Easter 6    May 26, 2019    Psalm 67, Revelation 21:10,22-22:5; John 14:23-29, Acts 16:6-15          Where to? ***************************************************************** A rabbi’s walking down the street one morning in the Russian village where he lives. A soldier asks “where are you going?” “I don’t know,” the rabbi replies. “What do you mean you don’t know,” the soldier says. “Every day for 25 years I’ve seen you leave your house and walk down the street to the synagogue to pray. What do you mean you don’t know where you’re going? You’re going to jail now, for not answering my question properly.” And the soldier takes the rabbi to the jail – and the rabbi says – “As I said… I didn’t know… where I was going.” Pastor Sandra shared this story with our prayer group last week. She found it in a book on prayer, The Breath of the Soul, by Benedictine monastic Joan Chittister. And this darkly humorous and all-too-serious story makes a pretty good point of entry for our story from Acts today… Where the apostle Paul and traveling companions have set out on a mission trip, heading for the Roman province of Asia (in what’s now the northwest part of Turkey – Asia Minor – not the much larger Asian continent). But the Holy Spirit has other plans – and blocks the missionaries from going where they thought they were going… So – re-calibrate – re-calibrate – we can almost hear the spiritual GPS re-calibrating their route… As the travelers try now to go Northeasterly to the region of Bithynia… But the Holy Spirit again blocks them from going where they thought they were going… Again it’s recalibrating time  – and not knowing where to go now, the travelers pause in the port city of Troas… Where, in the night, Paul receives a vision, in which a man of Macedonia pleads – “come, help us over in Macedonia…” And without delay they sail across a corner of the Mediterranean Sea quickly to Philippi – a major city of the province of Macedonia – and a Roman colony. (A reminder the  Roman Empire is in the business of colonizing all political, economic, and cultural life throughout the Mediterranean world.) And the travelers, to their credit, listen well to the Spirit – and adjust their travel plans accordingly… And a deeper, less obvious kind of re-routing of the journey is also happening, we notice. As now, after a few days, in which they’ve probably been praying and observing – the mission group makes its way to the riverside outside the city gates, where they find a group of women at prayer. They speak the gospel message to the women, and one them, Lydia, listens especially intently – decides to be baptized – and all her household’s baptized with her. She insists now on hosting the missionaries in her home. And we notice… In Paul’s vision it was a man of Macedonia who pleads with him and his companions to come and help… But now here in Macedonia, there’s no  Macedonian men waiting to hear the gospel. Instead it’s the women of Macedonia who listen and accept the gospel – outside the gates of the city, by the riverside – not in a temple, church, or civic center. Signaling we’re in less-charted spiritual territory...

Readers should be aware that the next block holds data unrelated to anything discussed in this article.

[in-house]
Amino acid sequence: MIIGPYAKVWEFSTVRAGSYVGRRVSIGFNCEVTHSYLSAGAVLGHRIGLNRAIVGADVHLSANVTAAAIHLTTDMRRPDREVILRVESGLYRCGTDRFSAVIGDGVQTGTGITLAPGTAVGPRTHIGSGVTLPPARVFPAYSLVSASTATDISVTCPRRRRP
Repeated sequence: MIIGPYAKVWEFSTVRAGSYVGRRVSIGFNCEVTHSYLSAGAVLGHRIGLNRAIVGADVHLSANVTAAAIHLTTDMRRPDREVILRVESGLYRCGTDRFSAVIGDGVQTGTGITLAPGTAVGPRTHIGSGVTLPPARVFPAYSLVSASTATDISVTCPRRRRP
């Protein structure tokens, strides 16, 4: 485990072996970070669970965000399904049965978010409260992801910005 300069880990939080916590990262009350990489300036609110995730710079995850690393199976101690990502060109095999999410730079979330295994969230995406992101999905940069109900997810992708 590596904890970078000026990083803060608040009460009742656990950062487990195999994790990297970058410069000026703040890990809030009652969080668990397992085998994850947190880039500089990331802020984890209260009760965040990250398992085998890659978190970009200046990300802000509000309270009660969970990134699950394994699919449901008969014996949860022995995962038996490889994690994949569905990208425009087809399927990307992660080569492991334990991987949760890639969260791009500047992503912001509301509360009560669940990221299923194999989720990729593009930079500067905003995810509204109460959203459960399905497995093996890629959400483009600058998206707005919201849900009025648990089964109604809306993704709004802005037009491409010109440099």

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Easter 5, May 19, 2019

Posted by on May 24, 2019 in Sermons | 0 comments

Easter 5, May 19, 2019 (Ps 148, Revelation 21:1-6, John 13:31-35) Acts 11:1-11 ************************************************************* The church in Jerusalem hears the news – a whole bunch of new believers have just come to God! – So we’re all singing alleluia – right? Well, not exactly. Actually, the first thing we hear from the church council is a rebuke of the apostle Peter – (Like–) “What were you thinking? Visiting uncircumcised men – and eating with them?” Which should certainly have us asking – what’s going on? Why is the church not enthusiastically unanimously welcoming newcomers to the faith and the table of fellowship? Of course we weren’t there at the time… so we’re listening close, now, as Peter re-tells the story, step-by-step – recounting events that take up the whole previous chapter in the book of Acts… As Peter tells a condensed version of the story – starting with his vision of a blanket full of kosher and unkosher animals all mixed together – and a voice from heaven saying “Get up Peter, kill and eat.” Peter replies “no way, Lord, I never eat unkosher food.” But the voice says “Don’t call profane anything God has made clean.” And the vision repeats three times in all. (And we see yet-another happening-in-triplicate-thing-with-Peter – who famously said he didn’t know Jesus three times in one night –  then at breakfast on the beach told the risen Jesus “yes, Lord I love you” –  three times…) And as Peter now retells the story for the church, he says “as soon as I got this vision, here comes three men (– yes, three again – ) sent to fetch me to share the gospel. And the Spirit told me to go with them and not make distinctions between us and them.” So what’s with this strange vision of foods on a blanket? And what’s this got to do with making distinctions between people?  A biblical background note may be in order: The ancient food laws described in Scripture in Leviticus 11 and Deuteronomy 14 list foods that Jews can and cannot eat. Fish with fins can be eaten. Shell fish, shrimp and lobster cannot. Animals with a cloven hoof that also chew their cud you may eat. Animals that don’t chew their cud, like pigs and camels – you may not eat. Chickens and ducks you may eat – but eagles, buzzards, osprey, cormorants, hawks or any bird of prey you may not eat. No eating of reptiles of any kind – nor insects – except for the locust and the grasshopper – you may eat them if you choose. But – What’s the purpose of all these food rules? Many theories have been elaborated over the centuries. Some teachers of the Law have said foods like pork and camel are bad for our health and-or subject to contamination, that’s why we don’t eat them. Others have pointed out pigs were often worshiped by local pagans, so we don’t eat them, partly to show we’re not pagans. Some rabbis of old said the food rules are either arbitrary or so mysterious that only God knows what they’re for – but either way, they’re given by God – so we keep them – even when we don’t understand why. The explanation I like best –...